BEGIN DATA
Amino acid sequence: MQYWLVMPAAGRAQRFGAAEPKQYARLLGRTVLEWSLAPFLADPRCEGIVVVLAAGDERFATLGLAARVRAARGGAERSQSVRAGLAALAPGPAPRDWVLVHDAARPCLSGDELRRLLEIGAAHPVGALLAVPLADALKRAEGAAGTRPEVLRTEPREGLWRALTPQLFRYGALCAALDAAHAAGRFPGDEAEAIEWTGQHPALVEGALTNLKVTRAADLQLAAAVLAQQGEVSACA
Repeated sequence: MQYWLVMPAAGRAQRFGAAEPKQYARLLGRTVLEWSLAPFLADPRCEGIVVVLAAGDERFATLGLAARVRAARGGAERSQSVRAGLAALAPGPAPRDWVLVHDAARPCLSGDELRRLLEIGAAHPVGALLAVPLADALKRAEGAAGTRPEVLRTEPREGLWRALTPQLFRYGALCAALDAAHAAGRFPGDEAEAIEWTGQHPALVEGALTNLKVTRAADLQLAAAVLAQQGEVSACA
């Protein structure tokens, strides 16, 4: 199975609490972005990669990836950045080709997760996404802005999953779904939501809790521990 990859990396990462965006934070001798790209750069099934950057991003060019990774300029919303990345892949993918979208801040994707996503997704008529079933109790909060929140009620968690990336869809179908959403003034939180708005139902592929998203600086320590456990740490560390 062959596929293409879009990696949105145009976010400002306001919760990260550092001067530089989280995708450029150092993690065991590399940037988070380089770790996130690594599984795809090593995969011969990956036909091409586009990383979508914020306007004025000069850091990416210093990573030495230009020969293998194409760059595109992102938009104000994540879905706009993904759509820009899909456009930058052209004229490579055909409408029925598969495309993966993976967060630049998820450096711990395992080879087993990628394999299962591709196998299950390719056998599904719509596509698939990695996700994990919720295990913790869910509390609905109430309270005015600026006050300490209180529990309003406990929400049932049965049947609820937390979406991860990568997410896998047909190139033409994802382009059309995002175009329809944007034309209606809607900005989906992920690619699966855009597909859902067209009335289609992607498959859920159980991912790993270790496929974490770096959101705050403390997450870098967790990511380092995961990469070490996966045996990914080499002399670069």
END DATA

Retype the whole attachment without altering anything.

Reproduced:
Amino acid sequence: MQYWLVMPAAGRAQRFGAAEPKQYARLLGRTVLEWSLAPFLADPRCEGIVVVLAAGDERFATLGLAARVRAARGGAERSQSVRAGLAALAPGPAPRDWVLVHDAARPCLSGDELRRLLEIGAAHPVGALLAVPLADALKRAEGAAGTRPEVLRTEPREGLWRALTPQLFRYGALCAALDAAHAAGRFPGDEAEAIEWTGQHPALVEGALTNLKVTRAADLQLAAAVLAQQGEVSACA
Repeated sequence: MQYWLVMPAAGRAQRFGAAEPKQYARLLGRTVLEWSLAPFLADPRCEGIVVVLAAGDERFATLGLAARVRAARGGAERSQSVRAGLAALAPGPAPRDWVLVHDAARPCLSGDELRRLLEIGAAHPVGALLAVPLADALKRAEGAAGTRPEVLRTEPREGLWRALTPQLFRYGALCAALDAAHAAGRFPGDEAEAIEWTGQHPALVEGALTNLKVTRAADLQLAAAVLAQQGEVSACA
């Protein structure tokens, strides 16, 4: 199975609490972005990669990836950045080709997760996404802005999953779904939501809790521990 990859990396990462965006934070001798790209750069099934950057991003060019990774300029919303990345892949993918979208801040994707996503997704008529079933109790909060929140009620968690990336869809179908959403003034939180708005139902592929998203600086320590456990740490560390 062959596929293409879009990696949105145009976010400002306001919760990260550092001067530089989280995708450029150092993690065991590399940037988070380089770790996130690594599984795809090593995969011969990956036909091409586009990383979508914020306007004025000069850091990416210093990573030495230009020969293998194409760059595109992102938009104000994540879905706009993904759509820009899909456009930058052209004229490579055909409408029925598969495309993966993976967060630049998820450096711990395992080879087993990628394999299962591709196998299950390719056998599904719509596509698939990695996700994990919720295990913790869910509390609905109430309270005015600026006050300490209180529990309003406990929400049932049965049947609820937390979406991860990568997410896998047909190139033409994802382009059309995002175009329809944007034309209606809607900005989906992920690619699966855009597909859902067209009335289609992607498959859920159980991912790993270790496929974490770096959101705050403390997450870098967790990511380092995961990469070490996966045996990914080499002399670069």